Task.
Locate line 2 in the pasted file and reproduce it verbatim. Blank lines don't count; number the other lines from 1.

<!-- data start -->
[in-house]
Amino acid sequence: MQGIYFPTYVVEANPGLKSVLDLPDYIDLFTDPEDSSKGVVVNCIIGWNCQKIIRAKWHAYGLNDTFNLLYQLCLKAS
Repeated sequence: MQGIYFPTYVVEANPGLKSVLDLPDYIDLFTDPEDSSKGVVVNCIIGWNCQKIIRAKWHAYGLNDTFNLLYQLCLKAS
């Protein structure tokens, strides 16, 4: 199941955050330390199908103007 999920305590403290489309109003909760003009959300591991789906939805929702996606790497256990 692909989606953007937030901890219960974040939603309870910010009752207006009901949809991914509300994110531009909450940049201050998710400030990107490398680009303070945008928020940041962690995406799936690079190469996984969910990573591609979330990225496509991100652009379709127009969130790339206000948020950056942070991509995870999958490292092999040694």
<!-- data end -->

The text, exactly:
Amino acid sequence: MQGIYFPTYVVEANPGLKSVLDLPDYIDLFTDPEDSSKGVVVNCIIGWNCQKIIRAKWHAYGLNDTFNLLYQLCLKAS